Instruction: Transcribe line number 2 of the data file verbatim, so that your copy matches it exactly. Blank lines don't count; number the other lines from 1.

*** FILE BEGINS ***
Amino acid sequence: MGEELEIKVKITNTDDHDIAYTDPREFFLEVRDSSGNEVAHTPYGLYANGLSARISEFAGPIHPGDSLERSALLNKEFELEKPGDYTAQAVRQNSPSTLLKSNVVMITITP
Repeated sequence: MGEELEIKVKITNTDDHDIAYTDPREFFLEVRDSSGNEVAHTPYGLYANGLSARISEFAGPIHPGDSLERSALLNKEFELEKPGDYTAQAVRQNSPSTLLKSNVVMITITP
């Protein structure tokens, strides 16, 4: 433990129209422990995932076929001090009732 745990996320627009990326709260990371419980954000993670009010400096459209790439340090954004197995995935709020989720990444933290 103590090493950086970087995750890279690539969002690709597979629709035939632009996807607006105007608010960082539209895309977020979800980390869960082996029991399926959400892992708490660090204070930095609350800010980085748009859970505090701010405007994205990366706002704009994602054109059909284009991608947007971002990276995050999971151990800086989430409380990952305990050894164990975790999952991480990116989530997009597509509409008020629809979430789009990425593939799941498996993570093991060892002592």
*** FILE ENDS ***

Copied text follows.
Repeated sequence: MGEELEIKVKITNTDDHDIAYTDPREFFLEVRDSSGNEVAHTPYGLYANGLSARISEFAGPIHPGDSLERSALLNKEFELEKPGDYTAQAVRQNSPSTLLKSNVVMITITP